I've written time and time again in these pages that a fundamental strategy of The Doubleduh-Cheney Gang is to create and recreate the conditions of endless war. These are not "incompetent people", as Molly Ivins and others maintain. This is planned. It not only keeps them in business, but gives them opportunities to grab unlimited power in the name of "national security".
Now, it seems, they're playing their next card from this black stench of a deck. In a UPI story today, "Iraq war could create a new bin Laden", Peter Bergen and Steve Coll, both strong terrorism experts, analysts, and authors, claim that The Gang's actions are not reducing the chances of terrorism, but increasing it. Clips:
While working as a terrorism analyst for CNN in 1997, Bergen became the first Western television reporter to interview Osama bin Laden. In his new book, "The Osama bin Laden I Know," Bergen uses interviews with family, schoolmates and comrades-in-arms to trace the development of bin Laden's religious and political motivations. Speaking at the New America Foundation on Jan. 17, Bergen called the Soviet invasion of Afghanistan a catalyst in the life of the al-Qaida leader and suggested that the American invasion of Iraq would mark a similar turning point in the lives of future terrorists . . .Of course, since one bin Laden has served The Gang well, the notion of several must make them drool. Ooops, sorry - they drool just fine anyway.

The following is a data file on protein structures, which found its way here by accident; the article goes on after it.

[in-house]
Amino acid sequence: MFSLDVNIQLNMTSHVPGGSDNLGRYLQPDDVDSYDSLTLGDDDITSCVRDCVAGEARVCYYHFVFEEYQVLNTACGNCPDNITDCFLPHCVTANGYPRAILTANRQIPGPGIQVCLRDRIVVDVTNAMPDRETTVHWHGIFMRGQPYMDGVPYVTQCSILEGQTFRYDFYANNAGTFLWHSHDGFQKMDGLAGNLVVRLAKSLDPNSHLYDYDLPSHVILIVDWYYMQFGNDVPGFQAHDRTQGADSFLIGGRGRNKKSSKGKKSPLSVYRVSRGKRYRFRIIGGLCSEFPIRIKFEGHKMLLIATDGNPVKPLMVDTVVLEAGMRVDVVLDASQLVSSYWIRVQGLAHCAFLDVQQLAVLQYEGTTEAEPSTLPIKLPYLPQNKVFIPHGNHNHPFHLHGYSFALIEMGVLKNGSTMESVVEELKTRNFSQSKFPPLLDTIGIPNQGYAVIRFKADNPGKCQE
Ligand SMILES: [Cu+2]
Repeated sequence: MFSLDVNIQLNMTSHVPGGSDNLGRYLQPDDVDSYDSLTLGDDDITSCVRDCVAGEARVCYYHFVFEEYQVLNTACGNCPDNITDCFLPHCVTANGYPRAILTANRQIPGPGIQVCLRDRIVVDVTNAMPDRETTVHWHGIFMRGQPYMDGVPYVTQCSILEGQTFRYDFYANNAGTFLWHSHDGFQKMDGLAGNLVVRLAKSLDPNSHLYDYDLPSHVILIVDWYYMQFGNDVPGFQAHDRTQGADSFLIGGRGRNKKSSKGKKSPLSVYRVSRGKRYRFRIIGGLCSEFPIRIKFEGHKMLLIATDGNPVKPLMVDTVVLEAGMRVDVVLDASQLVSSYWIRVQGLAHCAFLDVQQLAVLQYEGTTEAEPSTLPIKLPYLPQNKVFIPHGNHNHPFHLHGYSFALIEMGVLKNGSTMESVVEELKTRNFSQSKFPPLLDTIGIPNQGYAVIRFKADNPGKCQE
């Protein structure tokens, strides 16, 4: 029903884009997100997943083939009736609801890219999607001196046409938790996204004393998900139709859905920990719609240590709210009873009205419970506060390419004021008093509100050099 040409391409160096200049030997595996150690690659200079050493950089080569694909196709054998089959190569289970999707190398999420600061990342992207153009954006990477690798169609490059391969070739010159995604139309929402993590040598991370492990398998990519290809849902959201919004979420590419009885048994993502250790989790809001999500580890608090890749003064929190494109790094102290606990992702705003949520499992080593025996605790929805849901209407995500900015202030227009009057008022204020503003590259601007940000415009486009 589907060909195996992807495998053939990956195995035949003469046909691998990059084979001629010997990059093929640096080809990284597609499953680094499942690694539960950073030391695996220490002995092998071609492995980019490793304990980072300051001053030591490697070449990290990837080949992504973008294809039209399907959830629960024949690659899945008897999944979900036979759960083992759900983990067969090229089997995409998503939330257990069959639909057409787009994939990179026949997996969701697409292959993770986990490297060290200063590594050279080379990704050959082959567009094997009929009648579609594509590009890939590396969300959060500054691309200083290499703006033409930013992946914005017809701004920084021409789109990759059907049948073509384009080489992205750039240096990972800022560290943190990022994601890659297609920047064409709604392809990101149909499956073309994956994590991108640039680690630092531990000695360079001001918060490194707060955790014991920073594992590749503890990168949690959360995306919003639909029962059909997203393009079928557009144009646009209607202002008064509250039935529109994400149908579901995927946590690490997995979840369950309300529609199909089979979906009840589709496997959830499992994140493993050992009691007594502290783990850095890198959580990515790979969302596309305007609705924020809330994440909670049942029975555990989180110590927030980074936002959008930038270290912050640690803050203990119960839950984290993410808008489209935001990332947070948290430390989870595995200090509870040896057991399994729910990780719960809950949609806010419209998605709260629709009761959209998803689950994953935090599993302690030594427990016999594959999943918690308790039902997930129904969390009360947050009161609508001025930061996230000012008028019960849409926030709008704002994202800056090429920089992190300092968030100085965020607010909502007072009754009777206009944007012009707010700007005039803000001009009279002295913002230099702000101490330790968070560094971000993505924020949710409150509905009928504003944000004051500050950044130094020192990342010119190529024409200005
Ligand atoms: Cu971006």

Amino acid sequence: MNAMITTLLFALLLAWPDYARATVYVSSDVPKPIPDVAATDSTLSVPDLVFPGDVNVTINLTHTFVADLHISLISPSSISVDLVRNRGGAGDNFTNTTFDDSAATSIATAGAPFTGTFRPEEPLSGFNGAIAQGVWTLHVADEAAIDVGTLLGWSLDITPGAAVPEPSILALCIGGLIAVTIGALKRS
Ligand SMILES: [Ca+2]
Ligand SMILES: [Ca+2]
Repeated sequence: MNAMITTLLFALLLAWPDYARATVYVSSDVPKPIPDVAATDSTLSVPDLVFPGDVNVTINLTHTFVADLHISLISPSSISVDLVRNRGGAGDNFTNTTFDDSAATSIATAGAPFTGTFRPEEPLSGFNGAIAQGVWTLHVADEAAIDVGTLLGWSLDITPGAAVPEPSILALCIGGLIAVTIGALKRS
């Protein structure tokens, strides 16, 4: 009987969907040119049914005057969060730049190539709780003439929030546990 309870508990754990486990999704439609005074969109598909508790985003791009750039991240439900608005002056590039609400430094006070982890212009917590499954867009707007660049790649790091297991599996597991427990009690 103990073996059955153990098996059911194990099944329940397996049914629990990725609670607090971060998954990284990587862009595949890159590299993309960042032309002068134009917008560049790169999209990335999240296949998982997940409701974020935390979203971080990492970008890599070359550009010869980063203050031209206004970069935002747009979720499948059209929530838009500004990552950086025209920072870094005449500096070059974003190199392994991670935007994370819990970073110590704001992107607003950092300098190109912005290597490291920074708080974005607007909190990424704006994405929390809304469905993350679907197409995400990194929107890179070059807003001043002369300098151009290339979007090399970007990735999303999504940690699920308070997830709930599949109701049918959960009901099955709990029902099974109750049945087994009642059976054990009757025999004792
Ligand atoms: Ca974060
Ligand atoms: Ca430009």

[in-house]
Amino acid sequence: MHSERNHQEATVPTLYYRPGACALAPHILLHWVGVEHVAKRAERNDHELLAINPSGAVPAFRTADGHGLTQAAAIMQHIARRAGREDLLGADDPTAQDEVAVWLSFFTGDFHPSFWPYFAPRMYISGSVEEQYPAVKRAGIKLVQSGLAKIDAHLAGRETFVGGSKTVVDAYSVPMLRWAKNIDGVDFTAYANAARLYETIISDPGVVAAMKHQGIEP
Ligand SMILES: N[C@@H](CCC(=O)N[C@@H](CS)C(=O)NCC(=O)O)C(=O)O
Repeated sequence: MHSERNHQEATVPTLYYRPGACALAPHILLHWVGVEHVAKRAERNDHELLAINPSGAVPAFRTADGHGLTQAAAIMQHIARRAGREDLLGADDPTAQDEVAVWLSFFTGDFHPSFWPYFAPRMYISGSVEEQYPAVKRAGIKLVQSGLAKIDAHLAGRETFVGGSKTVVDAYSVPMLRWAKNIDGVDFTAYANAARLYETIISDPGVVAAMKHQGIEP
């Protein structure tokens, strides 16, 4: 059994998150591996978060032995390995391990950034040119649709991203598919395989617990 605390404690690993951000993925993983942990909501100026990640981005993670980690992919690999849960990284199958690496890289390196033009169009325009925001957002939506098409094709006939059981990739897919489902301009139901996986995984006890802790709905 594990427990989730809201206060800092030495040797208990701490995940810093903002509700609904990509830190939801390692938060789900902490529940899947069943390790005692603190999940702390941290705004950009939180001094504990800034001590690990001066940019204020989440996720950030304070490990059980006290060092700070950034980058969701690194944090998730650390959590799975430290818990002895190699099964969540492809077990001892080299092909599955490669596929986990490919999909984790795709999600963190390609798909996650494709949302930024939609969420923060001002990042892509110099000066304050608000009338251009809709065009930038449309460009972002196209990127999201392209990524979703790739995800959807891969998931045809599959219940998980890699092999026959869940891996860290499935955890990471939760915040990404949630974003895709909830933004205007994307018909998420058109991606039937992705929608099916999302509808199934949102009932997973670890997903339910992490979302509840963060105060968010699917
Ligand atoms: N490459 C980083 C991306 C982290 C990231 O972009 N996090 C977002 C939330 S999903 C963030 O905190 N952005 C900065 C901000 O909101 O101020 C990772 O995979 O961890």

Consequently, both authors believe that a practical mechanism for dealing with bin Laden is simply not available. From Bergen's point of view, bin Laden has two choices at this point, "He can disappear into the history books and never say anything again or he can remain in the game and risk the possibility of revealing himself." At this point in the development and disintegration of al-Qaida, Bergen believes that bin Laden has carved out a role for himself as the elder statesmen, playing a role in the media battle . . .
A new generation of terrorists, such as the younger second-in-command of al-Qaida, Ayman Zawahiri, is fully engaged in the digital age. Jihadist Web sites can now offer information to multiple points in time and space while still waging a traditional guerilla war. "All policy that hopes to succeed in that space," said Coll, "must participate in that space and not operate on the 1950s model that if we build more and bigger towers than we can defeat them."